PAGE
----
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J Agric Food Chem. 2005 May 18;53(10):3895-901.

Effects of Brussels sprout juice on the cell cycle and adhesion of human colorectal carcinoma cells (HT29) in vitro.

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Institute of Food Research, Norwich Research Park, Colney, Norwich, NR4 7UA, United Kingdom.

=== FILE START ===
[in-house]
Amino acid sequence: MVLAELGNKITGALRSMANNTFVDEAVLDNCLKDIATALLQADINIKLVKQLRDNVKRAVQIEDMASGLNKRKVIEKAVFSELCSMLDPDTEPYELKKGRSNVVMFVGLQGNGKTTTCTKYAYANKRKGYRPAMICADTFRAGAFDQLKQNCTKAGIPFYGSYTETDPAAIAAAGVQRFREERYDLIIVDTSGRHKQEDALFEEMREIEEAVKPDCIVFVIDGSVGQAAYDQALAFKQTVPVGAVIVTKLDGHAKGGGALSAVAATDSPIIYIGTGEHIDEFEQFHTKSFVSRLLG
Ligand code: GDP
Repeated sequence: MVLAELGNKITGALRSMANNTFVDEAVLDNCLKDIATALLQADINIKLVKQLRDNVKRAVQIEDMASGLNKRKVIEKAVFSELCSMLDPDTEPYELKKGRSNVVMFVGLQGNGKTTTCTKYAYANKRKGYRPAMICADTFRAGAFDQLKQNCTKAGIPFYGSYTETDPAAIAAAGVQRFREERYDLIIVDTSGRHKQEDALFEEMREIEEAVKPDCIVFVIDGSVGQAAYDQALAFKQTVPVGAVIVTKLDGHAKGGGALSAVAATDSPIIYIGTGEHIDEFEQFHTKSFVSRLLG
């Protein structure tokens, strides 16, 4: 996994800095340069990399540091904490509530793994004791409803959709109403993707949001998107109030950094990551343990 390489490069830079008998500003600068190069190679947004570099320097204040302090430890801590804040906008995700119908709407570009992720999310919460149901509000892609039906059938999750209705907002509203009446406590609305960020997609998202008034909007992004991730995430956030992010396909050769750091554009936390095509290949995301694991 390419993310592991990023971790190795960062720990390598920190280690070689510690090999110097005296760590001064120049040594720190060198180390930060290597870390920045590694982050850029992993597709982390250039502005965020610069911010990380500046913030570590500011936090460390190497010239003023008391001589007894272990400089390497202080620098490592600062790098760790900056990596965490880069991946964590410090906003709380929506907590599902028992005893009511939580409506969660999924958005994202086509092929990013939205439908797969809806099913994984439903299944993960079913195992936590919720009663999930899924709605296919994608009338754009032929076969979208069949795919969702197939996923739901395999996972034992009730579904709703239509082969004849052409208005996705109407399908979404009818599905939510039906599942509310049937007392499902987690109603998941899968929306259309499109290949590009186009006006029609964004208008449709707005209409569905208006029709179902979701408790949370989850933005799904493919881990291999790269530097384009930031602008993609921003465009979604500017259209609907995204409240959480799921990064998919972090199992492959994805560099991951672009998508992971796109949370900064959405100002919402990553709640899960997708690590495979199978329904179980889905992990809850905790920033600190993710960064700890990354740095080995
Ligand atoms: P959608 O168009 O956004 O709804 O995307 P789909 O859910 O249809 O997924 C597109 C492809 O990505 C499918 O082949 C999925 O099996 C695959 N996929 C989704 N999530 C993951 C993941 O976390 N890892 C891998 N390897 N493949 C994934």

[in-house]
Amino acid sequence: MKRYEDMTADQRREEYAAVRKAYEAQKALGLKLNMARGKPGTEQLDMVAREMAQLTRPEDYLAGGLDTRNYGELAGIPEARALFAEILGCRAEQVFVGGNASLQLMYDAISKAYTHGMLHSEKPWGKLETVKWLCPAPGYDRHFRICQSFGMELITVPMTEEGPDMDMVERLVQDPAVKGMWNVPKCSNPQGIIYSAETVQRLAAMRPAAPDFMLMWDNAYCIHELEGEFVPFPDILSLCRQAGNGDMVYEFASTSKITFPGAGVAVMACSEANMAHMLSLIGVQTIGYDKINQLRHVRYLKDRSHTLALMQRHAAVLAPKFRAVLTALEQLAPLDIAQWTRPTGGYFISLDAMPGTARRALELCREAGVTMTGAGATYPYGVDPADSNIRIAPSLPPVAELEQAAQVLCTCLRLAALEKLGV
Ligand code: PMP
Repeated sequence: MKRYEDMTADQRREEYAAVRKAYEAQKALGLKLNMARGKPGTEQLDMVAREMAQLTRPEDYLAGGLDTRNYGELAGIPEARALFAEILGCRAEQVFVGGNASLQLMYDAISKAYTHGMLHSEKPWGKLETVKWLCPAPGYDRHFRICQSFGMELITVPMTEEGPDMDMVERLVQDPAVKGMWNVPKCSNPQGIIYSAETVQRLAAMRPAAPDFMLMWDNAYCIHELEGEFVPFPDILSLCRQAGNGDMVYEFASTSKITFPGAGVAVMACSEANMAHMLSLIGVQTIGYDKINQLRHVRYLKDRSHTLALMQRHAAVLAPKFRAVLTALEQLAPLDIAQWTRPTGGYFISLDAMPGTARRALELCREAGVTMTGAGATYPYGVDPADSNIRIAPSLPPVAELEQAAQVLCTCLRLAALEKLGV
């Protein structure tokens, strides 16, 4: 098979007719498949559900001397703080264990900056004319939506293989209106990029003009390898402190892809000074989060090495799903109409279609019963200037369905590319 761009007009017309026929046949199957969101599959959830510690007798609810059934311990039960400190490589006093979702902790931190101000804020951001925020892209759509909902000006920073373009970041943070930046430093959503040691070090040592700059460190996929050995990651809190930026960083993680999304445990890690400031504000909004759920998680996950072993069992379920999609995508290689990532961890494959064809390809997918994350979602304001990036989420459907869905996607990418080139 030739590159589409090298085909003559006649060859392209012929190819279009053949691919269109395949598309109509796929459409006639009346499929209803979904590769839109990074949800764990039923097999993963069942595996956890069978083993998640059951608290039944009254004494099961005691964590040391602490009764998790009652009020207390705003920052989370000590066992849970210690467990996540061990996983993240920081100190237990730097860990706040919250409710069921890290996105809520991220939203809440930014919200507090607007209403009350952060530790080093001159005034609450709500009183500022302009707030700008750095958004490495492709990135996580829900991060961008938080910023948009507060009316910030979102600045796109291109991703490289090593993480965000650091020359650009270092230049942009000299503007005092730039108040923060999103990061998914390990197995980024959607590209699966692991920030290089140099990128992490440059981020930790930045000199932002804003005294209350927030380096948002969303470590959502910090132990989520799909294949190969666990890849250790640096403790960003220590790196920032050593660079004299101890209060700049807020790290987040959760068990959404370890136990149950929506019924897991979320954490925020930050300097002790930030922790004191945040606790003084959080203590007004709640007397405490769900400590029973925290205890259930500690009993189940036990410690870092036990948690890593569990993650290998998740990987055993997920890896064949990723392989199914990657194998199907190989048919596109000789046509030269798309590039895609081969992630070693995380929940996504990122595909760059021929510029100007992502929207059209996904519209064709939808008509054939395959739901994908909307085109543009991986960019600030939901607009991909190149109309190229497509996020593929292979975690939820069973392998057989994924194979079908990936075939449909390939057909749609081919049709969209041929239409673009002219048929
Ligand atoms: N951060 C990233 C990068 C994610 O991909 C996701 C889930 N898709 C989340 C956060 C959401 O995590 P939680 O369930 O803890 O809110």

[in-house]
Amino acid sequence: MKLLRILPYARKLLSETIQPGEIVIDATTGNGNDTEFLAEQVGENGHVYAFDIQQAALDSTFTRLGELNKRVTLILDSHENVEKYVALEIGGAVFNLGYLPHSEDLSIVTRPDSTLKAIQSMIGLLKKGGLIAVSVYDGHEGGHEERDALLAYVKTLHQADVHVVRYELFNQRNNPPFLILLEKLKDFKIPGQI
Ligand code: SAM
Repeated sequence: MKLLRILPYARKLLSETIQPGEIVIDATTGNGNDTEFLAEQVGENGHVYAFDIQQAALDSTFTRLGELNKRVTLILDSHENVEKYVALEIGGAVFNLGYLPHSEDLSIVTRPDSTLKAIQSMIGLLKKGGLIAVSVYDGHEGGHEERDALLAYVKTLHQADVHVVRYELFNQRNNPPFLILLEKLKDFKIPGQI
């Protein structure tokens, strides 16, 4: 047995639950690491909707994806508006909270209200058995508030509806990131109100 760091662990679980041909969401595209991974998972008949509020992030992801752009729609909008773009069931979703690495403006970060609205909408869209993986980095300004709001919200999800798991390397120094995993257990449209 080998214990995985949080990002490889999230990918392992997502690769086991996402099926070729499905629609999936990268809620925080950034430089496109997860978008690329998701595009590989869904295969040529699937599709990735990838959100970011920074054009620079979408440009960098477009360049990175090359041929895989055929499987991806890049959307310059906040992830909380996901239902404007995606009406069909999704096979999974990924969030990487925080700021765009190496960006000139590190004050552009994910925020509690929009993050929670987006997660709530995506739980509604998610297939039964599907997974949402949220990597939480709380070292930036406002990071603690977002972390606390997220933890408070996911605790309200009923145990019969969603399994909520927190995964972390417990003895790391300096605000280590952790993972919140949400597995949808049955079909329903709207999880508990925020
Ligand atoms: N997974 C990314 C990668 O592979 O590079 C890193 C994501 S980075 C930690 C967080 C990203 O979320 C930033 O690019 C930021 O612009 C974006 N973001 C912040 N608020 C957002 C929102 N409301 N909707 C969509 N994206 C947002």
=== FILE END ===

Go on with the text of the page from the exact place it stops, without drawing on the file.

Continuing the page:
Consumption of Brassica vegetables is associated with a reduced risk of cancer of the alimentary tract in animal models and human populations. We used raw juice extracted from Brussels sprouts rich in the glucosinolate sinigrin to explore the effect of naturally occurring glucosinolate breakdown products on cell cycle progression and apoptosis in human colorectal carcinoma cells (HT29). Juice was prepared from sprout tissue immediately before use, and the glucosinolate breakdown products were determined by gas chromatography mass spectrometry and liquid chromatography mass spectrometry. The cell cycle was analyzed by flow cytometry on detached and adherent cells, and apoptosis was measured in the detached population by annexin V staining. Twenty-four hours after challenge with juice (10 microL/mL), 7-13% of adherent cells had detached from the substratum but the majority (82%) of these cells had not entered apoptosis, whereas only 33% of detached control cells were not apoptotic (p < 0.05). The main glucosinolate breakdown products were as follows: the sinigrin breakdown product, 1-cyano-2,3-epithiopropane (ca. 38 mM); the gluconapin hydrolysis product, 3-butenyl isothiocyanate (ca. 2.2.mM); the glucobrassicin metabolite, ascorbigen (ca. 8 mM); and low concentrations of other indole glucosinolate-derived hydrolysis products such as neoascorbigen and 3,3'-diindolylmethane. A variety of biologically active glucosinolate breakdown products are released by mechanical disruption of raw Brussels sprout tissue, but contrary to previous assumptions, allyl isothiocyanate is not the main compound responsible for the inhibition of cell proliferation.

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